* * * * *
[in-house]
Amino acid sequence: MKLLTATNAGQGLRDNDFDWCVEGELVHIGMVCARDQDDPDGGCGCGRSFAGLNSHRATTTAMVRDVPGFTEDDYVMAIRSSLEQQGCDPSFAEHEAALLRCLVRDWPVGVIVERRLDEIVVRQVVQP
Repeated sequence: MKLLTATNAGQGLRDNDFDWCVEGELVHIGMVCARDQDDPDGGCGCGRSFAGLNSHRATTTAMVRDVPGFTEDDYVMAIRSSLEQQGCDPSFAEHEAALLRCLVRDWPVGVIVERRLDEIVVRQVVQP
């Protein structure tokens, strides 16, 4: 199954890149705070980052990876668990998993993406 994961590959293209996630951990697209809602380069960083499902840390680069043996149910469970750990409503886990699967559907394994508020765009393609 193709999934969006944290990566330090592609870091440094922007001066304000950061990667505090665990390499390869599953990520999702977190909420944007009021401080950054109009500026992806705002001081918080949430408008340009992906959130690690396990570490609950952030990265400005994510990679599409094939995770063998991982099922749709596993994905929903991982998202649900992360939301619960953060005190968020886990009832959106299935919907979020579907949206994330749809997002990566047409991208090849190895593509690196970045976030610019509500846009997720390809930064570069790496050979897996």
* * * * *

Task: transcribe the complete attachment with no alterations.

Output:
[in-house]
Amino acid sequence: MKLLTATNAGQGLRDNDFDWCVEGELVHIGMVCARDQDDPDGGCGCGRSFAGLNSHRATTTAMVRDVPGFTEDDYVMAIRSSLEQQGCDPSFAEHEAALLRCLVRDWPVGVIVERRLDEIVVRQVVQP
Repeated sequence: MKLLTATNAGQGLRDNDFDWCVEGELVHIGMVCARDQDDPDGGCGCGRSFAGLNSHRATTTAMVRDVPGFTEDDYVMAIRSSLEQQGCDPSFAEHEAALLRCLVRDWPVGVIVERRLDEIVVRQVVQP
């Protein structure tokens, strides 16, 4: 199954890149705070980052990876668990998993993406 994961590959293209996630951990697209809602380069960083499902840390680069043996149910469970750990409503886990699967559907394994508020765009393609 193709999934969006944290990566330090592609870091440094922007001066304000950061990667505090665990390499390869599953990520999702977190909420944007009021401080950054109009500026992806705002001081918080949430408008340009992906959130690690396990570490609950952030990265400005994510990679599409094939995770063998991982099922749709596993994905929903991982998202649900992360939301619960953060005190968020886990009832959106299935919907979020579907949206994330749809997002990566047409991208090849190895593509690196970045976030610019509500846009997720390809930064570069790496050979897996």